Safety and Efficiency in Very Narrow Aisles – Floors

Floors pt2 - ri18_tt03

Dense storage systems are very much part of the modern world of logistics. For their safe and efficient operation, they depend on the interaction of three elements – the racking, the trucks and the floor. In technical terms, the racking and trucks are perceived as being highly engineered, and the trucks in particular have become very sophisticated. Floors however are often misunderstood and neglected.

Reasons for this are many and varied. Often buildings are completed before the storage scheme for them is finalised. Other reasons include the floor never being surveyed, data from the survey is missing or unavailable for the user, incorrect tolerances were used in the survey, and exceptional measurements or allowances are taken as the required norm. The end result is an inadequate floor – this creates unsafe and inefficient operations in the warehouse, and inefficiency costs money.

Fortunately, things are about to change. Thanks to a UK initiative through SEMA, a European standard for warehouse floors used with racking is being developed. SEMA is making sure that all of the factors are being considered, not least, the interaction between the trucks and the floor and the effect this has on the truck/racking interface. BITA, The British Industrial Truck Association, is represented on the working group. There is also close liaison with The Concrete Society, which publishes the floor design and construction guidance in the UK – better known as TR34.

Within TR34 there are two sections on floor flatness: The first is for free movement areas typically found in warehouses with wide aisle racking systems. The second is Appendix C, which deals specifically with the aisles within a VNA system – known as defined movement areas.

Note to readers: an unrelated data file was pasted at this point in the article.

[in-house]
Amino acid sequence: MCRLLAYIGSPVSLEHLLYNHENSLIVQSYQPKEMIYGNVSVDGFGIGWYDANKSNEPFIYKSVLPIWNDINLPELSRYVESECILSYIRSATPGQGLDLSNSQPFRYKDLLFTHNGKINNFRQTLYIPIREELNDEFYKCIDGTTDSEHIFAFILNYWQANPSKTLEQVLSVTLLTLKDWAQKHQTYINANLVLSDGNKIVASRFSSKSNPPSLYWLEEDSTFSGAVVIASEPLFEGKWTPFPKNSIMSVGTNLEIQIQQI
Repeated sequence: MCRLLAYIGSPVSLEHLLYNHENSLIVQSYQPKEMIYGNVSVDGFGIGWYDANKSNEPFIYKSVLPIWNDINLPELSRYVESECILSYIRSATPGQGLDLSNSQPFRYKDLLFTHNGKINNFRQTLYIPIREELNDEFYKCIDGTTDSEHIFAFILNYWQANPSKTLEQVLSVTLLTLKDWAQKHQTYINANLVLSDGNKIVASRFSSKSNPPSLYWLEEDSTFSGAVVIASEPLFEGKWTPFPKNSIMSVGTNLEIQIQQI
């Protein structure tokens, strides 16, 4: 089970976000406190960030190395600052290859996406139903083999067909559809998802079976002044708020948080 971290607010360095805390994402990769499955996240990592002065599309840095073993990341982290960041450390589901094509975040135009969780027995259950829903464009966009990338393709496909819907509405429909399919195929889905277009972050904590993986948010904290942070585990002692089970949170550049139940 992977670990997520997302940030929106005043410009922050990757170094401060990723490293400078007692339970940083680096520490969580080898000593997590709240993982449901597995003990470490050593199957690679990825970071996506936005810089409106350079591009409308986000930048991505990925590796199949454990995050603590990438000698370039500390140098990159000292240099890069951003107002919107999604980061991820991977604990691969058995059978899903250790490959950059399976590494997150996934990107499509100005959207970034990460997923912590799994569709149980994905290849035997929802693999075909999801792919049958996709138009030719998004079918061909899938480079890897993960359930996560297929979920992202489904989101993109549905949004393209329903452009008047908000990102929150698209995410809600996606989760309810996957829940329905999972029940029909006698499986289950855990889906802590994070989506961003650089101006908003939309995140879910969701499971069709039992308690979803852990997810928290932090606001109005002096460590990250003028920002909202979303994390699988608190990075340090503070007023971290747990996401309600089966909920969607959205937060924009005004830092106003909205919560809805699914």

Contract managers and engineers are used to providing suppliers and sub contractors with specifications for materials and work. Specifications invariably provide performance requirements for a range of parameters with measurements or tolerances being the most common. For floors, TR34 sets out the requirements in clear terms with little room for confusion and is therefore cited as the required standard. All too often, flatness is then forgotten about, with potentially damaging effects on the client.

On a new build VNA scheme, satisfactory floor flatness can be achieved as follows:

  1. 1.Specify the VNA truck – of particular relevance is working aisle width, maximum lift height and wheel configuration.
  2. Design and define the racking scheme, particularly the position of the aisles and determine the floor loading through the rack base plates.
  3. Design and specify the floor, determine the position of the floor joints (avoiding longitudinal joints down narrow aisles), and determine and specify the relevant floor flatness category to TR34.
  4. Use a specialist contractor to construct the floor.
  5. Install the rack.
  6. Survey the flatness of the constructed floor (particularly down every narrow aisle), and check against the requirements of the specified category in TR34.
  7. Locally grind where necessary.
  8. Re-survey any ground areas and check the results against TR34.

It is likely that CEN will adopt similar classifications as TR34 with three grades of floor in each of the free and defined movement groups. Within each group, the grade of floor will be determined by the top beam height of the racking. If we can be sure that the flooring industry can reliably deliver these grades of floor, then specifiers will be able to design for optimised efficiency and safety.